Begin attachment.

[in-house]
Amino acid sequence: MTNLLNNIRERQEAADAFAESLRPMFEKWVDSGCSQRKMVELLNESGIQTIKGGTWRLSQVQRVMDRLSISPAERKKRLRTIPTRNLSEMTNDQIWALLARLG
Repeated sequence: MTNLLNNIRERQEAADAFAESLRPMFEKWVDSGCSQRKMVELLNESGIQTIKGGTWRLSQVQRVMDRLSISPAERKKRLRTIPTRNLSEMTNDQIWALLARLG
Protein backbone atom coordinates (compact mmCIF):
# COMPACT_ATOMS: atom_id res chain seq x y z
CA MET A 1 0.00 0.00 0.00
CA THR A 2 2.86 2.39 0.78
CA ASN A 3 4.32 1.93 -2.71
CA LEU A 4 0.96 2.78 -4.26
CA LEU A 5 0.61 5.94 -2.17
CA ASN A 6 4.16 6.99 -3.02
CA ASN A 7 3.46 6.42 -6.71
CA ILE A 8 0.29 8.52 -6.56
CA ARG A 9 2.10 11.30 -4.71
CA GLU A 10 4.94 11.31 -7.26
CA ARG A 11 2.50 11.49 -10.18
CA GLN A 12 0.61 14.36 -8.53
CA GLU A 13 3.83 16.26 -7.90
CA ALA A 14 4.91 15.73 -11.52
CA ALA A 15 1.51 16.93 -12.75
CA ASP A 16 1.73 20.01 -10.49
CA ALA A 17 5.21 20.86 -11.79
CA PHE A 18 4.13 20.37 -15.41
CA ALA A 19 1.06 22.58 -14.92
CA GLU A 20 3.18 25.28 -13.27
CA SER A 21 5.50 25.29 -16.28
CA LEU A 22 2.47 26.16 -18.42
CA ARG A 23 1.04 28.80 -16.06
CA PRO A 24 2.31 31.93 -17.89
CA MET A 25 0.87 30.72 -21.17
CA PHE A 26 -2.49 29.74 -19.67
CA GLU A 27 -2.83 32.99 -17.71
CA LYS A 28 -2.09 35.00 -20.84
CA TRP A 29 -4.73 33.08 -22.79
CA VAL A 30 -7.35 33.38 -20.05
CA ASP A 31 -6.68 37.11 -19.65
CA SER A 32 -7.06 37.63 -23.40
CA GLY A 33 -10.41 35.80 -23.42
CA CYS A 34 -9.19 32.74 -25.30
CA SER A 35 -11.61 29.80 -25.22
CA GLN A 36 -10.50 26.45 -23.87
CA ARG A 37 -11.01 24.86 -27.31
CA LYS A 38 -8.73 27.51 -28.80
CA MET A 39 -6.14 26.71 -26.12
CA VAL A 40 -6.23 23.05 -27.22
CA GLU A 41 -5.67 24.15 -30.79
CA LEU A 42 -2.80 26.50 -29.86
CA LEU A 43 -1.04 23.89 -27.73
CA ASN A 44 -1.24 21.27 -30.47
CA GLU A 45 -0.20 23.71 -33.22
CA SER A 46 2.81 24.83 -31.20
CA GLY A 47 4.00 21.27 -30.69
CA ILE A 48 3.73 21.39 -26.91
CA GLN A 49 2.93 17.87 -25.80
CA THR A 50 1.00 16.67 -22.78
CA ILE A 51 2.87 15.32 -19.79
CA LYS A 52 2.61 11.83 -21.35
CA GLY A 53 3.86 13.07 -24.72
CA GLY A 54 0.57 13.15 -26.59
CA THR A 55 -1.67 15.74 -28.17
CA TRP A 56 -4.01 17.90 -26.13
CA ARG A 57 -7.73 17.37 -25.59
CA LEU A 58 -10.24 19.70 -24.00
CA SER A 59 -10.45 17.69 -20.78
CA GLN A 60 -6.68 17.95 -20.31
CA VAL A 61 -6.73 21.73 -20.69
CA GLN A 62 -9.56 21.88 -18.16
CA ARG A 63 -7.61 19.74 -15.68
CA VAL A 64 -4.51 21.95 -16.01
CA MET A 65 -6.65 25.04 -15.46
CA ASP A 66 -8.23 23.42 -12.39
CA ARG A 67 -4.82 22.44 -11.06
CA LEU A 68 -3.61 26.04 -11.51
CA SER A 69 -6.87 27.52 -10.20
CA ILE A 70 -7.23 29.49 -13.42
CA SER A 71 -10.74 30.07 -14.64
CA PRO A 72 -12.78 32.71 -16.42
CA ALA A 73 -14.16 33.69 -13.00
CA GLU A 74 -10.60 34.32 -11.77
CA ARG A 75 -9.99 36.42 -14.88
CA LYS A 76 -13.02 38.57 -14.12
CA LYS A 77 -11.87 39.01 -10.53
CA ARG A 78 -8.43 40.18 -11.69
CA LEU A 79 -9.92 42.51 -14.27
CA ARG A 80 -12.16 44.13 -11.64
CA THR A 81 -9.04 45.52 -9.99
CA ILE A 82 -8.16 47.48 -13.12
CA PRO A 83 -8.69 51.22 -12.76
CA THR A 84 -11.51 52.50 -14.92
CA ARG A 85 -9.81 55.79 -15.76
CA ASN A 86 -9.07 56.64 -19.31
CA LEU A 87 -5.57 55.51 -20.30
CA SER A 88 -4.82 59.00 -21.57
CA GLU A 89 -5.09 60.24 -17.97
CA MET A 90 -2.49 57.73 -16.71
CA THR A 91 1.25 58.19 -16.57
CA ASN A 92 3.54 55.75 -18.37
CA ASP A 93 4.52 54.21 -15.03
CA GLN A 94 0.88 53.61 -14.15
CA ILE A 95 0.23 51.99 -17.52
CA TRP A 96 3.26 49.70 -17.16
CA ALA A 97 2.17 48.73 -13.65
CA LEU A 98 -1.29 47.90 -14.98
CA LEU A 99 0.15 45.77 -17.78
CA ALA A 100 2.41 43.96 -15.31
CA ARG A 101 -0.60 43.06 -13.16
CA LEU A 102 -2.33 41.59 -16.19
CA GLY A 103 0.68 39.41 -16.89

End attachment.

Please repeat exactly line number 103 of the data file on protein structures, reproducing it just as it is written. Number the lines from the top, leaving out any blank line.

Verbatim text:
CA LEU A 98 -1.29 47.90 -14.98